A magnetic folding robot arm can grasp and bend thanks to its pattern of origami-inspired folds and a wireless electromagnetic field. (Credit: Wyss Institute at Harvard University)

A team of researchers at the Wyss Institute for Biologically Inspired Engineering and the John A. Paulson School of Engineering and Applied Sciences (SEAS) at Harvard University has created battery-free folding robots that are capable of complex, repeatable movements powered and controlled through a wireless magnetic field. The system requires only basic, passive electronic components on the robot to deliver an electric current, and the structure of the robot itself takes care of the rest.

The robots are flat and thin plastic tetrahedrons, with the three outer triangles connected to the central triangle by hinges, and a small circuit on the central triangle. Attached to the hinges are coils made of a type of metal called shape-memory alloy (SMA) that can recover its original shape after deformation by being heated to a certain temperature. When the robot’s hinges lie flat, the SMA coils are stretched out in their “deformed” state. When an electric current is passed through the circuit and the coils heat up, they spring back to their original relaxed state, contracting like tiny muscles and folding the robots’ outer triangles in toward the center. When the current stops, the SMA coils are stretched back out due to the stiffness of the flexure hinge, thus lowering the outer triangles back down.

The power that creates the electrical current needed for the robots’ movement is delivered wirelessly using electromagnetic power transmission, the same technology inside wireless charging pads that recharge the batteries in cell phones and other small electronics. An external coil with its own power source generates a magnetic field, which induces a current in the robot’s circuits that heats the SMA coils and produces the folding. In order to control which coils contract, the team built a resonator into each coil unit and tuned it to respond only to a very specific electromagnetic frequency. By changing the frequency of the external magnetic field, they were able to induce each SMA coil to contract independently from the others.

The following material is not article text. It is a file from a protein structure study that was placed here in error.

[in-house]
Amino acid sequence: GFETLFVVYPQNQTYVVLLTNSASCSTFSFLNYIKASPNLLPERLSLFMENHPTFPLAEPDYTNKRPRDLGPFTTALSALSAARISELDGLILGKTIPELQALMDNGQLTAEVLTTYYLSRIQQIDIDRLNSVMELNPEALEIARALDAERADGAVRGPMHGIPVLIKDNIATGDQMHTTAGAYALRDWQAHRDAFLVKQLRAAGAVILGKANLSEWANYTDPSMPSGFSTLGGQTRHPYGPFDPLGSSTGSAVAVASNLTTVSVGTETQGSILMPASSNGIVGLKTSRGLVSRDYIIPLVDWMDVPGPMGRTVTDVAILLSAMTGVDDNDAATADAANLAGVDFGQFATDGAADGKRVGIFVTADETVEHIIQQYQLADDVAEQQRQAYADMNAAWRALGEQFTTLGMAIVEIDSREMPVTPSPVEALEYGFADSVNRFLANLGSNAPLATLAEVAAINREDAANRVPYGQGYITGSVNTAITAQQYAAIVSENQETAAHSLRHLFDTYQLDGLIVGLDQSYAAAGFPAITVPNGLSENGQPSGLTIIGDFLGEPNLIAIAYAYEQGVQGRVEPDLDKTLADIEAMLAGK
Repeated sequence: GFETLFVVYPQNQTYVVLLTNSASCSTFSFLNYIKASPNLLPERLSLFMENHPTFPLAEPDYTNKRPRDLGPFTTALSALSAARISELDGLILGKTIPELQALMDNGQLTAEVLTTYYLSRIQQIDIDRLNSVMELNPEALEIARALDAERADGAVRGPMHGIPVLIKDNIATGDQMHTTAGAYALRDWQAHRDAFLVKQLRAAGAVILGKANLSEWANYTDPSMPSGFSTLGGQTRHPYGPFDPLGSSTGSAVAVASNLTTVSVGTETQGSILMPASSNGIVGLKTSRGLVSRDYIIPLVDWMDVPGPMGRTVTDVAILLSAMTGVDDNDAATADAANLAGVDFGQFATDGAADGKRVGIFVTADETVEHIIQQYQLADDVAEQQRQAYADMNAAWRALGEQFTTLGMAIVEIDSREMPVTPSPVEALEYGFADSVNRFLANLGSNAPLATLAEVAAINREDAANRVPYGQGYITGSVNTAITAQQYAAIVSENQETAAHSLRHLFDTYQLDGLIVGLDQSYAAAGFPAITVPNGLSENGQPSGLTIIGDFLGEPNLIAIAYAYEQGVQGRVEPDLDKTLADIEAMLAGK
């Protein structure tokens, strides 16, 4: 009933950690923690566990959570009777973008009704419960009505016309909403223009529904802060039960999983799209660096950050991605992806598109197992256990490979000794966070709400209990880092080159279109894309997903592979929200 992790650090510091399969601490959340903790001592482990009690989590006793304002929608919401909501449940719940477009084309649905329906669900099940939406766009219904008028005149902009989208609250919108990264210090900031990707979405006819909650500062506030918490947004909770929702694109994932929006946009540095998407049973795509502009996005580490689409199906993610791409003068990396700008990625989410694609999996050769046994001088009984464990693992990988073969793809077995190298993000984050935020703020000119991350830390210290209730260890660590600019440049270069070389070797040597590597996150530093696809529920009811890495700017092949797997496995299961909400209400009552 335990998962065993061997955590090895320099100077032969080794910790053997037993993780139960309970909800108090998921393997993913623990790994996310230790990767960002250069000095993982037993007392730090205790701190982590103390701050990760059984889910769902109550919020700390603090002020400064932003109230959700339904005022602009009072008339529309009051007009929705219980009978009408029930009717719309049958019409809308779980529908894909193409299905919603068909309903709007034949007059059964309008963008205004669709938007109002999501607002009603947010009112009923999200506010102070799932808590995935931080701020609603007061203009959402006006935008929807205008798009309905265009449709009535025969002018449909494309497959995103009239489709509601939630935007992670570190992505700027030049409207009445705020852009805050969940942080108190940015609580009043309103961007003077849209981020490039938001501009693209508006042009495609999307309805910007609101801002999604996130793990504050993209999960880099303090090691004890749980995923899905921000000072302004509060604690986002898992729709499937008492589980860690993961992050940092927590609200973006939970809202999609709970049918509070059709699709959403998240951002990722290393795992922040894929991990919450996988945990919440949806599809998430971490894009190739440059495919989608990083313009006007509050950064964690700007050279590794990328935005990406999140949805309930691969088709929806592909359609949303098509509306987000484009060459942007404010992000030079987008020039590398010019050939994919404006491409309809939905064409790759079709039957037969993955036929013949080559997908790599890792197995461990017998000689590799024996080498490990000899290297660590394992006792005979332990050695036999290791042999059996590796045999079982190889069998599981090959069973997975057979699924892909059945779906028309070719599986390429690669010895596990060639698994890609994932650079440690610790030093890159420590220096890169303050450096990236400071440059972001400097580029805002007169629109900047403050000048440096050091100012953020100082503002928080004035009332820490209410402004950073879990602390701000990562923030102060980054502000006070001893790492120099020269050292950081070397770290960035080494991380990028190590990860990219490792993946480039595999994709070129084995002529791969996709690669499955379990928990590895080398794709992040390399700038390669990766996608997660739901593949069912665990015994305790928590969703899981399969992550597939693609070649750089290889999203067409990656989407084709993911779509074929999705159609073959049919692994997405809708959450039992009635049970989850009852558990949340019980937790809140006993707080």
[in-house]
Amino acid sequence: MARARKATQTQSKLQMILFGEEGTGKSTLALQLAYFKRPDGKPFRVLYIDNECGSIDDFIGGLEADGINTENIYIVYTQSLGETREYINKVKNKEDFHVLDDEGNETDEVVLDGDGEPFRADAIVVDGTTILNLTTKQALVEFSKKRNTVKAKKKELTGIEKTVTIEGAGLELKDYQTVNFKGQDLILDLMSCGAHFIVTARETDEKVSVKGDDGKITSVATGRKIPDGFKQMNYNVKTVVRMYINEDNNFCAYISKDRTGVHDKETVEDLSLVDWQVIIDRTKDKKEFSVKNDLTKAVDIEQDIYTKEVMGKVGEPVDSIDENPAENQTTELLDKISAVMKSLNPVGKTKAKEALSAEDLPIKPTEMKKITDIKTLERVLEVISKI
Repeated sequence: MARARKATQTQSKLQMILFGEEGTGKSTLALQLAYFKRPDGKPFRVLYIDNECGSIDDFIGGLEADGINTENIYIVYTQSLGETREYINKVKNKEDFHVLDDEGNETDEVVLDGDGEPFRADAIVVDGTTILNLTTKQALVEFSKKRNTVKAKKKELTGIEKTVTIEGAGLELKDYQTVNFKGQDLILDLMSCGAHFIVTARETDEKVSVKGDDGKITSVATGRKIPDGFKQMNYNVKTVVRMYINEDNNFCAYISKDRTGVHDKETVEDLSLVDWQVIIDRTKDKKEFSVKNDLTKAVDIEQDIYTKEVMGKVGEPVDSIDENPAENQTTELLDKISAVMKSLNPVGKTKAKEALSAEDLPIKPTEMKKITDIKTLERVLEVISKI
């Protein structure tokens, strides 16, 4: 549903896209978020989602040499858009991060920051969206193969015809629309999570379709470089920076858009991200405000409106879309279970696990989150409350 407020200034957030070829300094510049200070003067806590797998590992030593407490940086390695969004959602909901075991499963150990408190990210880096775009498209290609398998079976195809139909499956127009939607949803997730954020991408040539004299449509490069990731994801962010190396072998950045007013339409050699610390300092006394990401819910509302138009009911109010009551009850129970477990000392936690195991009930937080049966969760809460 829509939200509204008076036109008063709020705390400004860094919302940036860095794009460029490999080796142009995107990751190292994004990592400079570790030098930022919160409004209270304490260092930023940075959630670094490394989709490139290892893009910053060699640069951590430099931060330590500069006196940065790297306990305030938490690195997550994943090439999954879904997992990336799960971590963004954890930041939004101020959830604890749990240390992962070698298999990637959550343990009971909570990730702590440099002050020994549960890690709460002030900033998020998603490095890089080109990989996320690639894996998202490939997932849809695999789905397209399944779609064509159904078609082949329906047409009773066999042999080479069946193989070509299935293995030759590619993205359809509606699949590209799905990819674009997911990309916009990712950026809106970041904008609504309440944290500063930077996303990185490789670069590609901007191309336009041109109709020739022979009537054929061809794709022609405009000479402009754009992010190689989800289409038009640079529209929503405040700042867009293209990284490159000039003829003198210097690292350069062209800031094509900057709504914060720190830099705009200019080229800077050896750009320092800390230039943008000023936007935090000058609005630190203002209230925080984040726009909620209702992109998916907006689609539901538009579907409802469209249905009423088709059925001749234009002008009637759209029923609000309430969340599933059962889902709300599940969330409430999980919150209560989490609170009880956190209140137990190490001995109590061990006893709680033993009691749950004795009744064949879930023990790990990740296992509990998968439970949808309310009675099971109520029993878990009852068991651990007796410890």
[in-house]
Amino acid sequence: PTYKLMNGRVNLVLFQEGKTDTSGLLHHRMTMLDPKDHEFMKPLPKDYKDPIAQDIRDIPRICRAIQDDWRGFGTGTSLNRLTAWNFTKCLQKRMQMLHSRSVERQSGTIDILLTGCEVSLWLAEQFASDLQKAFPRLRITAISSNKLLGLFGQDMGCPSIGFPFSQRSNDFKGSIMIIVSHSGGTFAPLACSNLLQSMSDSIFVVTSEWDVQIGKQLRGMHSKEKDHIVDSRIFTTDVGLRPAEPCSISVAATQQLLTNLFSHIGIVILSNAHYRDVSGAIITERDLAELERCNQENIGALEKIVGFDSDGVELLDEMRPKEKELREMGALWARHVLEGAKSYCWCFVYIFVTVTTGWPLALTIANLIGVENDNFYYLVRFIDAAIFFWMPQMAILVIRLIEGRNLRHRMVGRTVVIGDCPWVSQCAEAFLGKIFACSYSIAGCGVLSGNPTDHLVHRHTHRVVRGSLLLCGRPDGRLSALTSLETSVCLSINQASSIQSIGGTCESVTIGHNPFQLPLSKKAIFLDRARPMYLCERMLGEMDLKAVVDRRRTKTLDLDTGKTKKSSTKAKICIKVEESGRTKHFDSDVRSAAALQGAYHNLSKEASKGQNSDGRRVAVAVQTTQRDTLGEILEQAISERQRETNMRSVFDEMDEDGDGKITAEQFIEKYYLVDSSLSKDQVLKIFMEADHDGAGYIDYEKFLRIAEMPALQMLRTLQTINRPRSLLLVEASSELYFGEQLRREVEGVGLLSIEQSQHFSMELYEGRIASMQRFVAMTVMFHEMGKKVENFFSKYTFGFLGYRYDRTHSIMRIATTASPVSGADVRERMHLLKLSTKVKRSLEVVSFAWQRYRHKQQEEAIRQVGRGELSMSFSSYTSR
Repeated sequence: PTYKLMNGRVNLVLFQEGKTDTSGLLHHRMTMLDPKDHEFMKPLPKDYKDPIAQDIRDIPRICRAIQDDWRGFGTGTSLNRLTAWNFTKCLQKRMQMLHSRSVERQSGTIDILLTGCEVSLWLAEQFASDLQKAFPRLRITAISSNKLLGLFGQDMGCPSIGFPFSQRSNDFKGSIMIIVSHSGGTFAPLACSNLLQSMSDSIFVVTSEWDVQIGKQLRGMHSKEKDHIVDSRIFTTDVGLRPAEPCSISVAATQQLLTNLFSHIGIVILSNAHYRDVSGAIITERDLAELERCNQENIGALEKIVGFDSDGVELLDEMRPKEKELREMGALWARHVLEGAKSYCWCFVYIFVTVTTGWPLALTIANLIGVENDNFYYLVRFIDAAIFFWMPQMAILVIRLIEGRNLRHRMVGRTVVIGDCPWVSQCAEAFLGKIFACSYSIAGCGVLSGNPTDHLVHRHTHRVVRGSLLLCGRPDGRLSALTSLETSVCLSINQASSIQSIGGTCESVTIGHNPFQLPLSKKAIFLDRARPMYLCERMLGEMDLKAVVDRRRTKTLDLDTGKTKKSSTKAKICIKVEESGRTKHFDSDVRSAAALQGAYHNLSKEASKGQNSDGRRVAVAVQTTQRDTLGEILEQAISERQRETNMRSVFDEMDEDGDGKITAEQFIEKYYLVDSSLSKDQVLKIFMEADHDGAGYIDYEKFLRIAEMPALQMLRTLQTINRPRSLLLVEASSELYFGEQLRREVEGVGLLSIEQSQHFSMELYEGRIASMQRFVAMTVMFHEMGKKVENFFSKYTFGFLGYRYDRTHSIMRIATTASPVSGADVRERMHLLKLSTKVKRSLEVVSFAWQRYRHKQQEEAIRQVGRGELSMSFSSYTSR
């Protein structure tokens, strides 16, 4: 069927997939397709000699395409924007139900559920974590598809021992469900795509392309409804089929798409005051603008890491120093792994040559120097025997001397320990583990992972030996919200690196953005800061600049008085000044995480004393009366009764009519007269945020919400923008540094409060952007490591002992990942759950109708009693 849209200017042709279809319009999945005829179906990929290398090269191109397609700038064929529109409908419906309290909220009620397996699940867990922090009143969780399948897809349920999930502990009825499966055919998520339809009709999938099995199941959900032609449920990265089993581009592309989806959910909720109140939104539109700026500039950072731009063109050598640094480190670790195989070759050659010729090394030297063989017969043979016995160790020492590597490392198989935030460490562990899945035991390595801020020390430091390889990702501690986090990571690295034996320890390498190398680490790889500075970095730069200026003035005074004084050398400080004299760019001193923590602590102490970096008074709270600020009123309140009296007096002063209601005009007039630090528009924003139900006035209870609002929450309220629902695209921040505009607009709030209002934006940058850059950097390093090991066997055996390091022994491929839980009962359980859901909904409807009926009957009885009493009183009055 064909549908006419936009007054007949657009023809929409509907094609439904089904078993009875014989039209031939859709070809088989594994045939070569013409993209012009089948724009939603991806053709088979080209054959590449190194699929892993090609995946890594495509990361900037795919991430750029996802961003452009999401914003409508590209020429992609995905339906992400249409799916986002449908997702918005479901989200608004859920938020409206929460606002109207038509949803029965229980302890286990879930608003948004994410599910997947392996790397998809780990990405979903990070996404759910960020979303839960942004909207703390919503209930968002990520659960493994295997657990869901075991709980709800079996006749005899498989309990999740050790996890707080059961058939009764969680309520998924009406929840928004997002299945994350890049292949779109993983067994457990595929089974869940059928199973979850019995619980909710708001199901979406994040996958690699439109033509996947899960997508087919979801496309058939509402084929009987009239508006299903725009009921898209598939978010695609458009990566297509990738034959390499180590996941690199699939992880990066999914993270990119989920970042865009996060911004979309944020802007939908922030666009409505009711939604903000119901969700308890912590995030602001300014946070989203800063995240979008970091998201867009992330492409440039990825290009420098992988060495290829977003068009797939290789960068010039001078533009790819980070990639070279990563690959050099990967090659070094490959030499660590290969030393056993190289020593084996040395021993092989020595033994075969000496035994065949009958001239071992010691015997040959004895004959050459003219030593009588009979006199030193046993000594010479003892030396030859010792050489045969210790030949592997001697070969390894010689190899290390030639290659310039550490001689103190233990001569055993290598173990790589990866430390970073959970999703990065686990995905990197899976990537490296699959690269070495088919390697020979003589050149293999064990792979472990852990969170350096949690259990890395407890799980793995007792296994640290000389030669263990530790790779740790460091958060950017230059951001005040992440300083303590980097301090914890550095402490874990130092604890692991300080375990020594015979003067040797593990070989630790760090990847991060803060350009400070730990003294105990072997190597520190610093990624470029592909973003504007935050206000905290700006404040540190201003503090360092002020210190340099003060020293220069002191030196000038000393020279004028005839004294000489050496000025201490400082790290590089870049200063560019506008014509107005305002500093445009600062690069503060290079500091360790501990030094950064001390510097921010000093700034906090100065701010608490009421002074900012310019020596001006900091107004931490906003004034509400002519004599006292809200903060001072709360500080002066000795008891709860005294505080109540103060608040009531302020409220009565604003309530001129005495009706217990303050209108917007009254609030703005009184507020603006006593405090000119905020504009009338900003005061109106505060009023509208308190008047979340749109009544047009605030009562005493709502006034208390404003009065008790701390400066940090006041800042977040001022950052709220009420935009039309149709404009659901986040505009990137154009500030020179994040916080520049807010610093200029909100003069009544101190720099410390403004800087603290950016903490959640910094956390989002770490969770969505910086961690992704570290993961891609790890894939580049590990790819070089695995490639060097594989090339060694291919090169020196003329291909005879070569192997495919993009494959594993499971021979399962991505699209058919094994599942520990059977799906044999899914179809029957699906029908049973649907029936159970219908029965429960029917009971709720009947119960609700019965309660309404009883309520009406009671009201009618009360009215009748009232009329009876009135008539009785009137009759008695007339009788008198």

Just like the muscles in the human body, the SMA coils can only contract and relax, so the robot’s origami “joints” translate those contractions into specific movements. To demonstrate this capability, the team built a small robotic arm capable of bending to the left and right, as well as opening and closing a gripper around an object. The arm is constructed with a special origami-like pattern to permit it to bend when force is applied, and two SMA coils deliver that force when activated while a third coil pulls the gripper open. By changing the frequency of the magnetic field generated by the external coil, the team was able to control the robot’s bending and gripping motions independently.

There are many applications for this kind of minimalist robotic technology. For example, rather than having an endoscope assist a doctor with surgery, a patient could swallow a micro-robot that could move around and perform simple tasks, like holding tissue or filming, powered by a coil outside their body. The researchers built a variety of robots ranging from a quarter-sized flat tetrahedral robot to a hand-sized ship robot made of folded paper.


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